Tracy Wolff, MD, MPH; Janelle Guirguis-Blake, MD; Therese Miller, DrPH; Michael Gillespie, MD, MPH; Russell Harris, MD, MPH
Disclaimer: The authors of this article are responsible for its contents, including any clinical or treatment recommendations. No statement in this article should be construed as an official position of the Agency for Healthcare Research and Quality or the U.S. Department of Health and Human Services.
Potential Financial Conflicts of Interest: None disclosed.
Requests for Single Reprints: Reprints are available from the USPSTF Web site (www.preventiveservices.ahrq.gov).
Current Author Addresses: Drs. Wolff and Miller: Center for Primary Care, Prevention, and Clinical Partnerships, Agency for Healthcare Research and Quality, 540 Gaither Road, Rockville, MD 20850.
Dr. Guirguis-Blake: Tacoma Family Medicine Residency, Department of Family Medicine, University of Washington, 521 Martin Luther King Jr. Way, Tacoma, WA 98405.
Dr. Gillespie: School of Medicine, University of North Carolina, CB #7075, 6th Floor, Burnett-Womack Building, 099 Manning Drive, Chapel Hill, NC 27599.
Dr. Harris: School of Medicine, University of North Carolina, CB #7590, Sheps Center, 725 Martin Luther King Jr. Boulevard, Chapel Hill, NC 27599-7590.
Cerebrovascular disease is the third leading cause of death in the United States. The proportion of all strokes attributable to previously asymptomatic carotid artery stenosis (CAS) is low. In 1996, the U.S. Preventive Services Task Force concluded that evidence was insufficient to recommend for or against screening of asymptomatic persons for CAS by using physical examination or carotid ultrasonography.
To examine the evidence of benefits and harms of screening asymptomatic patients with duplex ultrasonography and treatment with carotid endarterectomy for CAS.
MEDLINE and Cochrane Library (search dates January 1994 to April 2007), recent systematic reviews, reference lists of retrieved articles, and suggestions from experts.
English-language randomized, controlled trials (RCTs) of screening for CAS; RCTs of carotid endarterectomy versus medical treatment; systematic reviews of screening tests; and observational studies of harms from carotid endarterectomy were selected to answer the following questions: Is there direct evidence that screening with ultrasonography for asymptomatic CAS reduces strokes? What is the accuracy of ultrasonography to detect CAS? Does intervention with carotid endarterectomy reduce morbidity or mortality? Does screening or carotid endarterectomy result in harm?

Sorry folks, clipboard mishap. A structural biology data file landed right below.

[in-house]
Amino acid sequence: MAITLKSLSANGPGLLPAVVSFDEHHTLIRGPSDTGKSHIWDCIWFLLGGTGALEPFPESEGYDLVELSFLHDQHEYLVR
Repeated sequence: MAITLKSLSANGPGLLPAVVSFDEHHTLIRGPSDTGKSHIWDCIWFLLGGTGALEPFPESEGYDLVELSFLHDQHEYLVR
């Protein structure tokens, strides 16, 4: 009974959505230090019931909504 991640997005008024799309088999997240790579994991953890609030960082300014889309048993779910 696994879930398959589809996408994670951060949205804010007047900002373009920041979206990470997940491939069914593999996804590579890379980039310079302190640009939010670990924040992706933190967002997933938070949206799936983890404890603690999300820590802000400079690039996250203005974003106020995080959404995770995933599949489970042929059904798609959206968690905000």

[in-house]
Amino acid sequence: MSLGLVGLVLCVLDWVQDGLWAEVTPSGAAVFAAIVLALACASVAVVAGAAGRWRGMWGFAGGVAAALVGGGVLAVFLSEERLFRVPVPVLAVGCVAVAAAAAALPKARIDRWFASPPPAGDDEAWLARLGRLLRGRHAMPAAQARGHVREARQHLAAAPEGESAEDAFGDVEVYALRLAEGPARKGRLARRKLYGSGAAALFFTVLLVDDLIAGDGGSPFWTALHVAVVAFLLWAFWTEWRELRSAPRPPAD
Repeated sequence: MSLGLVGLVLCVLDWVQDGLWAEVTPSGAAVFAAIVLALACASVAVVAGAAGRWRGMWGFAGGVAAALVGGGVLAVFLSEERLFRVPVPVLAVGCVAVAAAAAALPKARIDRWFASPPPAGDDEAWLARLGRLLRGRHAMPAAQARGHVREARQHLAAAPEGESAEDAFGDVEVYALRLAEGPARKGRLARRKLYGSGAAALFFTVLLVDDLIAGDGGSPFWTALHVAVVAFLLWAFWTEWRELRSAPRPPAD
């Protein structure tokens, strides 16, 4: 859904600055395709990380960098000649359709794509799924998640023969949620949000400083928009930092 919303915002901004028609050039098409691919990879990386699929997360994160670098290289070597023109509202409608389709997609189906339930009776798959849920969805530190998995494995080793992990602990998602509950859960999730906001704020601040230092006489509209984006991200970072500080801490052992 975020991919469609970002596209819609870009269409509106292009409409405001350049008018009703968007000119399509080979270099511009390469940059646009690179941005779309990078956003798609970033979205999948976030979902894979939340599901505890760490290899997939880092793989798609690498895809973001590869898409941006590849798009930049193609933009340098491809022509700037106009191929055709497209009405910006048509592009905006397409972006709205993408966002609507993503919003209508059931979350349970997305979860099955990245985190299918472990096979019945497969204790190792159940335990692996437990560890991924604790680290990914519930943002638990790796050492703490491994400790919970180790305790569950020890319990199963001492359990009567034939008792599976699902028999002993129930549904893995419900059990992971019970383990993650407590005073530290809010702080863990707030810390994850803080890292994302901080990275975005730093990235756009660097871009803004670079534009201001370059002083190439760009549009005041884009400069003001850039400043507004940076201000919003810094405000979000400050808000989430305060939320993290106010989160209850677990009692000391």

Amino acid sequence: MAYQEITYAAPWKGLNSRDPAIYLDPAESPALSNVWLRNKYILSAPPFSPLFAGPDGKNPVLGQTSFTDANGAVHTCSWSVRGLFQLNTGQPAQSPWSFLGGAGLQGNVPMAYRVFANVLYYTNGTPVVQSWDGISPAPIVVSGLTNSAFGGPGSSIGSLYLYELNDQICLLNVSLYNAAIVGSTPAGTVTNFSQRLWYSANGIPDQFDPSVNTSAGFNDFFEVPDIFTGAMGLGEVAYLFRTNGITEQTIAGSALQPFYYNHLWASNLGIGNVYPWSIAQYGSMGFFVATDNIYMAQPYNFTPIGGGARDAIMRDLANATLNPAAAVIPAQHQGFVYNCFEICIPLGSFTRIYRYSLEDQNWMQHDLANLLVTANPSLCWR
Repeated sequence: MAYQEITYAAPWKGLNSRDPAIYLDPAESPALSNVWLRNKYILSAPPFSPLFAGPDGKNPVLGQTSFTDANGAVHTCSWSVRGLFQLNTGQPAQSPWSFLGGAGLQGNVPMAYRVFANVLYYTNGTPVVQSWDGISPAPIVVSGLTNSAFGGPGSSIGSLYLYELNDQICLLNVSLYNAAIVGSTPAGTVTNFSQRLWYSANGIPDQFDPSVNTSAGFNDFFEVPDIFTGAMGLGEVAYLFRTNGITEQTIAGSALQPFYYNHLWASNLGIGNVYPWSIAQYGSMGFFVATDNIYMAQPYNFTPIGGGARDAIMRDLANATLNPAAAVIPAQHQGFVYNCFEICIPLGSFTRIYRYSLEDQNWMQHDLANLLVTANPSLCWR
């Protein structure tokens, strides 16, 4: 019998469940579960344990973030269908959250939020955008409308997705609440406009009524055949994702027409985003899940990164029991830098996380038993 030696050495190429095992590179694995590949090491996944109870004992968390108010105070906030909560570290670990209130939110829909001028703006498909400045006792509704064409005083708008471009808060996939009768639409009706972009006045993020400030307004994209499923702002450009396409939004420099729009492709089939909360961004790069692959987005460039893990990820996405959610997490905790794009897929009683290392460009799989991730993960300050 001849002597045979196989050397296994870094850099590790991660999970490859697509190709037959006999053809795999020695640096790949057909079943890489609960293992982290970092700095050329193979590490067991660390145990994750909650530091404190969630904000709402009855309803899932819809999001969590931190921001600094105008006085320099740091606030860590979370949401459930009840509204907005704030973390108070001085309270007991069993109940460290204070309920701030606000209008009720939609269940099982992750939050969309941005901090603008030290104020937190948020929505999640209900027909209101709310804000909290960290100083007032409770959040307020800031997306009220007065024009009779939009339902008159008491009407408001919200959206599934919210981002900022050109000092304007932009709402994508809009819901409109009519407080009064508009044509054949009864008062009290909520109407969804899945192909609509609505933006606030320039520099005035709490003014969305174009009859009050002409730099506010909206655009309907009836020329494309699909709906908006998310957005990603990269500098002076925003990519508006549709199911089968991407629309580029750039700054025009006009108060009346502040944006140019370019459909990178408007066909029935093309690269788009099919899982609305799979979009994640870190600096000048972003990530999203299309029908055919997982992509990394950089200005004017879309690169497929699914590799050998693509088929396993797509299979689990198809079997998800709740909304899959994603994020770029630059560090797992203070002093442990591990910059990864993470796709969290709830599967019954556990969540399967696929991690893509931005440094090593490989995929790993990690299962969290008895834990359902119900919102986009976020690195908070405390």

All studies were reviewed, abstracted, and rated for quality by using predefined Task Force criteria.
No RCTs of screening for CAS have been done. According to systematic reviews, the sensitivity of ultrasonography is approximately 94% and the specificity is approximately 92%. Treatment of CAS in selected patients by selected surgeons could lead to an approximately 5–percentage point absolute reduction in strokes over 5 years. Thirty-day stroke and death rates from carotid endarterectomy vary from 2.7% to 4.7% in RCTs; higher rates have been reported in observational studies (up to 6.7%).
Evidence is inadequate to stratify people into categories of risk for clinically important CAS. The RCTs of carotid endarterectomy versus medical treatment were conducted in selected populations with selected surgeons.
The actual stroke reduction from screening asymptomatic patients and treatment with carotid endarterectomy is unknown; the benefit is limited by a low overall prevalence of treatable disease in the general asymptomatic population and harms from treatment.
Analytic framework for screening for carotid artery stenosis (CAS).
CEA = carotid endarterectomy; KQ = key question.
Appendix Table 1. Literature Search and Inclusion and Exclusion Criteria*
Appendix Table 2. U.S. Preventive Services Task Force Hierarchy of Research Design and Quality Rating Criteria*
Literature search results for key question 4 on the harms of carotid endarterectomy (CEA).
Table 1. Evidence Table for Randomized, Controlled Trials for Effectiveness of Surgery versus Medical Management for Asymptomatic Carotid Artery Stenosis*
Appendix Table 3. Randomized, Controlled Trials of Effectiveness of Surgery versus Medical Management for Asymptomatic Carotid Artery Stenosis*
Appendix Table 4. Complication Rates of Carotid Endarterectomy*
Table 2. Projected Outcomes of Screening 100 000 Asymptomatic Adults for Carotid Artery Stenosis*
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Wolff T, Guirguis-Blake J, Miller T, et al. Screening for Carotid Artery Stenosis: An Update of the Evidence for the U.S. Preventive Services Task Force. Ann Intern Med. 2007;147:860–870. doi: 10.7326/0003-4819-147-12-200712180-00006
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Published: Ann Intern Med. 2007;147(12):860-870.
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